Tuesday, March 9, 2010

Roland Emmerich's Putrid Popcorn: 2012

A scene from Roland Emmerich's 2012.

Roland Emmerich is a sadist and his film 2012 is reprehensible. Strong words for what is ostensibly a 'popcorn movie', but the words are earned. This is the third time now that he has destroyed the world (Independence Day (1996), The Day After Tomorrow (2004) and this), fourth time if you include his earlier film, Moon 44 (1990), where the world is already basically destroyed and maybe fifth if his first picture, The Noah's Ark Principal (1984), is included, and I doubt whether he's done yet. In one other picture, Godzilla (1998), he only leveled New York City. Emmerich seems to take some sort of twisted glee in watching the world laid waste. In the post 9/11 and 2004 Tsunami world, there's something deeply wrong with someone who repeatedly returns to this material, especially the films that were made after these catastrophes. Isn't it enough that we are witnessing it in the real world? Do we need to be 'entertained' by this?

Emmerich is on record saying that he views these films as a warning. He's even been wrong-headedly embraced by the environmentalist movement for this and his previous destructo-pic, The Day After Tomorrow. In 2012, he essentially steals the premise of the far-superior movie The Core (everybody seems to be stealing from this little-seen picture, James Cameron stole the word 'unobtainium' from it). In 2009, a brave, misunderstood scientist (Chiwetel Ejiofor) discovers the earth's core is heating up caused by catastrophic sun flares, and the earth will essentially destroy itself in the very near future (The Core's Aaron Eckhart and 2012's Chiwetel Ejiofor are interchangeable). A plan to save as much of humanity as possible is launched. Ejiofor's prediction is off, however. It turns out that centuries before, the ancient Mayans had predicted that the world would end on December 21, 2012, and of course they are right. The mad scramble is then on to get 'the lucky few' to the 21st century equivalent of Noah's Ark, or in this case Arks.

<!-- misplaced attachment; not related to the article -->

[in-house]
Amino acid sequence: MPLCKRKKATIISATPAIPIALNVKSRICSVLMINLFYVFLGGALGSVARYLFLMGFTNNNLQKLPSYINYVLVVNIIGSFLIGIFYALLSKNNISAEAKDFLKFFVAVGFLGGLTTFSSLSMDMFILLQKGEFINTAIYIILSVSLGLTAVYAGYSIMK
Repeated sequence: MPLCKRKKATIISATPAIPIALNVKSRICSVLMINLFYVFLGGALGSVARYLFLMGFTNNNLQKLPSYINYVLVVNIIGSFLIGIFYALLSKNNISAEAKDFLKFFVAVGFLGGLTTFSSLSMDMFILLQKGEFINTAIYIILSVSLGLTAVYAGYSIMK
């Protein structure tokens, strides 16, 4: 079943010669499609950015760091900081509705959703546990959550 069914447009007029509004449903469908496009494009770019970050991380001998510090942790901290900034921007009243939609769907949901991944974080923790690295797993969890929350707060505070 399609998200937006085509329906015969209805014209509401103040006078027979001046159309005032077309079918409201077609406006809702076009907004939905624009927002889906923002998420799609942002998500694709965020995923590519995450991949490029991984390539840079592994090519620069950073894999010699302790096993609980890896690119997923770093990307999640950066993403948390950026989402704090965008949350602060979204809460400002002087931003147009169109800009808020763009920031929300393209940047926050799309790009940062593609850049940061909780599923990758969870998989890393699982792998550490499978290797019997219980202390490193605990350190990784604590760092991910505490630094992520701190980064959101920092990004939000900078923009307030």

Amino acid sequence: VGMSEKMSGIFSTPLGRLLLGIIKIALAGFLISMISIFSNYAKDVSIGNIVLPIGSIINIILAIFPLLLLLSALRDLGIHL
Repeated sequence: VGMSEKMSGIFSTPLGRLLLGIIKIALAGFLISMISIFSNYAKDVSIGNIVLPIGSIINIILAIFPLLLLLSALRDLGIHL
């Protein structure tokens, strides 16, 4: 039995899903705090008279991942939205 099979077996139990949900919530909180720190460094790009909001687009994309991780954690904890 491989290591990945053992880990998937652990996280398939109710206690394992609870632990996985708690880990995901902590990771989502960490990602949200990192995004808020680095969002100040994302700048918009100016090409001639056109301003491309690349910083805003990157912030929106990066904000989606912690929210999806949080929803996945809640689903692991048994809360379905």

One of the many unseemly things in this film is who gets picked to survive. The best and the brightest, of course (who picks them is never explained), and those with a few billion dollars, or Euros, to buy their way on board. You'd think, at least, that these latter types would be held up to shame or ridicule, and the picture does, but in such a mild-mannered fashion that they come across as merely naughty rich boys and girls. The picture only has real venom for the huddled masses. Time and again, we see miniature CGI people pulverized, smashed, squished, drowned, exploded or steamrolled (by the collapsing St. Peter's Basilica, no less) as Emmerich gleefully levels LA, Las Vegas, Washington, DC, Rome, Rio de Janeiro, the Himalayas (a gigantic tidal wave sweeps over Everest to flatten a kindly monk), etc., etc. A warning, my ass. Emmerich gets his jollies making these movies. He also manages to attract talented performers to his travesties. Here, slumming, are John Cusack, the afore-mentioned Chiwetel Ejiofor, Thandie Newton, Danny Glover (taking time off from cozying up to Hugo Chávez, dictator of Venezuela, to play the President of the USA), Oliver Platt (as the sorta/kinda bad guy, but not really) and Woody Harrelson (the only one who recognizes this crap for what it is, so then has a righteous good time... while his character lives anyway...Emmerich takes care of him in short order). Clearly, a big pay cheque will convince any actor to forgo their ethics. Did none of them even think what sort of real message this piece of crap is sending? Namely, 'it's fun to destroy the world.'

Sure the destructo-visuals are impressive, deranged and impossible (the law of physics are unimportant to this man). It's amazing what $200 million US will buy you today, so it darn well better look pretty good. And ultimately, what do I really know. This film made almost $800 million dollars at the world-wide box office (80% of it overseas; there's still a lot of pleasure to be had around the world for seeing, mostly, the US laid low).

The film was recently released on DVD and is, of course, number one – the week after Chile was leveled by an earthquake and a month after Haiti's. There is something twisted in our psyche that we just love looking at other people's pain. Emmerich sure does.

David Churchill is a film critic and author. He is putting the finishing touches on his first novel, The Empire of Death.

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